Hanson presents three ontological solutions to the problem of evil and for each view, adequate pros and cons are presented and there does not appear to be any biasness or presuppositions in his approach. In fact, when discussing the traditional, the modernist, and postmodernist views, more information is provided than the Neo-Ontological Solution Hanson favors. For each field, Hanson used quality sources and cited leaders/pioneers behind each worldview. There is not a great deal of biblical content in this piece, except the mention of Adam’s test and the suggestion that, “This evil-originating, divine-human relationship suggests that God attends to the transgression, suffering, and evil of original sin from which arguably results the historical record of massive suffering and evil.” Answering the question, “If God is good and powerful, why does He allow evil to exist?” would have strengthened Hanson’s article. Mankind is in desperate need to be reconciled with God, and this only happens through a relationship with Jesus Christ, who suffered substitutionary atonement for the sins of mankind. Köstenberger further illustrates, “The challenge is therefore not to explain evil but rather to accept its reality and to resist it whenever possible.” Hanson rightly shows the problem of evil is better explained by being rather than by gods or humankind, so in a modern-day context, one can apply this principle when speaking with someone who has experienced evil, suffering or tragedy.
Hanson adequately evaluates three solutions to the problem of evil, but he never mentions free will, the fallen state of man, or the redemption that happens when Christ becomes Lord and Savior of one’s life. Geisler best explains, “The ultimate goal of a perfect world with free creatures will have been achieved, but the way to get there requires that those who abuse their freedom be cast out.” So to justify the existence of evil with an all-powerful and all-good God, one must not only understand the topics Hanson covered, but he or she must also have faith that:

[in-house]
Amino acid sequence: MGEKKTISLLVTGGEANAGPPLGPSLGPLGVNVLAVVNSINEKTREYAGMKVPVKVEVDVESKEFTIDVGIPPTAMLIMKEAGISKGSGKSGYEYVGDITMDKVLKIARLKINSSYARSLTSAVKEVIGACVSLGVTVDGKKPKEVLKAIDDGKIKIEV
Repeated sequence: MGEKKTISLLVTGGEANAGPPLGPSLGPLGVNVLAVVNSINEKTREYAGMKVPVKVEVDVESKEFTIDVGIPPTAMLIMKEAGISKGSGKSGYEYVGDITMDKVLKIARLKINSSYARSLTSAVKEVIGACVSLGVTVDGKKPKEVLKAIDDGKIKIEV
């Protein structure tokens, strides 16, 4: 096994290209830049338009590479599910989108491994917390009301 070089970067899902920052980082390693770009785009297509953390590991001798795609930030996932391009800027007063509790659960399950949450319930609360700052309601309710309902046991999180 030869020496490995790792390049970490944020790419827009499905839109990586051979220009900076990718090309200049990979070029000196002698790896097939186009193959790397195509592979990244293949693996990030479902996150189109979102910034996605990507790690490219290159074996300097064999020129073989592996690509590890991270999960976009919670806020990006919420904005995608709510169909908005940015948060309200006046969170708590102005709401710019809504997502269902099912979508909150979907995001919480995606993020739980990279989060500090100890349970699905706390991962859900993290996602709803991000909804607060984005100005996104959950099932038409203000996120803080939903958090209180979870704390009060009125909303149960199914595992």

- If God is all-good, He will defeat evil.
- If God is all-powerful, He can defeat evil.
- Evil is not yet defeated.
- Therefore, evil still serves a purpose and God can and will defeat evil.
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Zacharias, Ravi and Norman Geisler. Who Made God? And Answers to Over 100 Other Questions of Faith. Grand Rapids, MI: Zondervan, 2003.
 Norman L. Geisler, “The Problem of Evil,” Baker Encyclopedia of Christian Apologetics (Grand Rapids, MI: Baker Academic Publishing, 1999), 219.
 Jim Hanson, “A Neo-Ontological Solution to the Problem of Evil,” Theology Today 68, no. 4 (January 2012): 478.
 David Hume, Dialogues concerning Natural Religion, ed. Henry D. Aiken (New York, NY: Hafner, 1948 ), Part X.
 Hanson, “A Neo-Ontological Solution to the Problem of Evil,” 479.
 Douglas Groothuis, Christian Apologetics: A Comprehensive Case for Biblical Faith (Downers Grove, IL: InterVarsity Press, 2011), 130.
 Hanson, “A Neo-Ontological Solution to the Problem of Evil,” 484.
 Hanson, “A Neo-Ontological Solution to the Problem of Evil,” 480.
 Andreas Köstenberger, Encountering John: The Gospel in Historical, Literary, and Theological Perspective, 2nd Edition (Grand Rapids, MI: Baker Academic Publishing, 2013), 119.
 Norman L. Geisler and Ronald M. Brooks, When Skeptics Ask (Wheaton, IL: Victor, 1990), 59-60.